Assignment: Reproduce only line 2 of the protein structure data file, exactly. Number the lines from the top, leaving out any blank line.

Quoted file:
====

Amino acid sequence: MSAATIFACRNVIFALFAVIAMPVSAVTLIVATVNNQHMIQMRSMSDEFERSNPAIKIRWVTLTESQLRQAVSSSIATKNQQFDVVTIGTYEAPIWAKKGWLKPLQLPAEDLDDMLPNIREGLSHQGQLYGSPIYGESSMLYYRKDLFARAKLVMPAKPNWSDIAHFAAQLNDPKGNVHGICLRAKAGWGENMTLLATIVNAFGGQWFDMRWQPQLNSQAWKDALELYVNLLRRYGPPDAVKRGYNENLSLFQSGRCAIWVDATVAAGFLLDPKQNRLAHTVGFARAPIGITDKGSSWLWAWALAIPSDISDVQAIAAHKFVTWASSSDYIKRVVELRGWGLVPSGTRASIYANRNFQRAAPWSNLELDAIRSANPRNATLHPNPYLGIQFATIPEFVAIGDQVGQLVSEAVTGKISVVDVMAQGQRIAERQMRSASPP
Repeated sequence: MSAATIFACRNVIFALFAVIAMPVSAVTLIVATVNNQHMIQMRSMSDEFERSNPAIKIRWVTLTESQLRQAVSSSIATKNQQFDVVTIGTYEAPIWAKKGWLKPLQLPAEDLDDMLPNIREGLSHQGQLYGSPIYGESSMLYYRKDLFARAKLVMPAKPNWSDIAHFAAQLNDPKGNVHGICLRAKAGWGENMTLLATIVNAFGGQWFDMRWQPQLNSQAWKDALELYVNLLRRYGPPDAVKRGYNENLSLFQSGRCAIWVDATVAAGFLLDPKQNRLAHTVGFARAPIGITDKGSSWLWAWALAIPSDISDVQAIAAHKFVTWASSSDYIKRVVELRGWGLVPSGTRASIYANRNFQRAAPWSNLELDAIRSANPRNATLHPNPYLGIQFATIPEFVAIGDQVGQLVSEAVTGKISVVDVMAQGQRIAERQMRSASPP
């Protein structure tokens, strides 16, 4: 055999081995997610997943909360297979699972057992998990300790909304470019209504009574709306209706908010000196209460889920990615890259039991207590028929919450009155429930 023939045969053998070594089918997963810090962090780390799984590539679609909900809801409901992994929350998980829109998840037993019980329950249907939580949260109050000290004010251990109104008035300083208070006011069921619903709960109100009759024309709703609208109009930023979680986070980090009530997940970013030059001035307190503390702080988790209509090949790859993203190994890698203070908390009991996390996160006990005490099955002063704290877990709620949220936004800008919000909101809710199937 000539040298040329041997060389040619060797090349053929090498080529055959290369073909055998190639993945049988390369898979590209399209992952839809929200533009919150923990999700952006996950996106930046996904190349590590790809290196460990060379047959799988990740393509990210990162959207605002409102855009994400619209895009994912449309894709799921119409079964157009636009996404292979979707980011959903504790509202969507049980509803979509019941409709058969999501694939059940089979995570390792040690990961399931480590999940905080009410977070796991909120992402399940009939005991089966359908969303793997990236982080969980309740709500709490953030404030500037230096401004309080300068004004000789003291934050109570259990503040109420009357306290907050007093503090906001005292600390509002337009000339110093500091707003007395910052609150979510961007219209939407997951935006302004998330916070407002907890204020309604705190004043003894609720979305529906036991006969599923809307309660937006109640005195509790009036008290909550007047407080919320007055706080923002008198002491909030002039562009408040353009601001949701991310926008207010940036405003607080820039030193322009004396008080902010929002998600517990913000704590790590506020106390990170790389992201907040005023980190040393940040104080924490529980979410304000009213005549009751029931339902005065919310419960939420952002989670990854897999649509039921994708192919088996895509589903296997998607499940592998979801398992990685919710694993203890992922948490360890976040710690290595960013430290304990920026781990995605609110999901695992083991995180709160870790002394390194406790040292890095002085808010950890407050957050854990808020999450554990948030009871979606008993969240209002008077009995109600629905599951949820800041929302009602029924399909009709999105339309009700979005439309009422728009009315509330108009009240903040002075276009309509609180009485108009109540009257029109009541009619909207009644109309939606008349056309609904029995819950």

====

Repeated sequence: MSAATIFACRNVIFALFAVIAMPVSAVTLIVATVNNQHMIQMRSMSDEFERSNPAIKIRWVTLTESQLRQAVSSSIATKNQQFDVVTIGTYEAPIWAKKGWLKPLQLPAEDLDDMLPNIREGLSHQGQLYGSPIYGESSMLYYRKDLFARAKLVMPAKPNWSDIAHFAAQLNDPKGNVHGICLRAKAGWGENMTLLATIVNAFGGQWFDMRWQPQLNSQAWKDALELYVNLLRRYGPPDAVKRGYNENLSLFQSGRCAIWVDATVAAGFLLDPKQNRLAHTVGFARAPIGITDKGSSWLWAWALAIPSDISDVQAIAAHKFVTWASSSDYIKRVVELRGWGLVPSGTRASIYANRNFQRAAPWSNLELDAIRSANPRNATLHPNPYLGIQFATIPEFVAIGDQVGQLVSEAVTGKISVVDVMAQGQRIAERQMRSASPP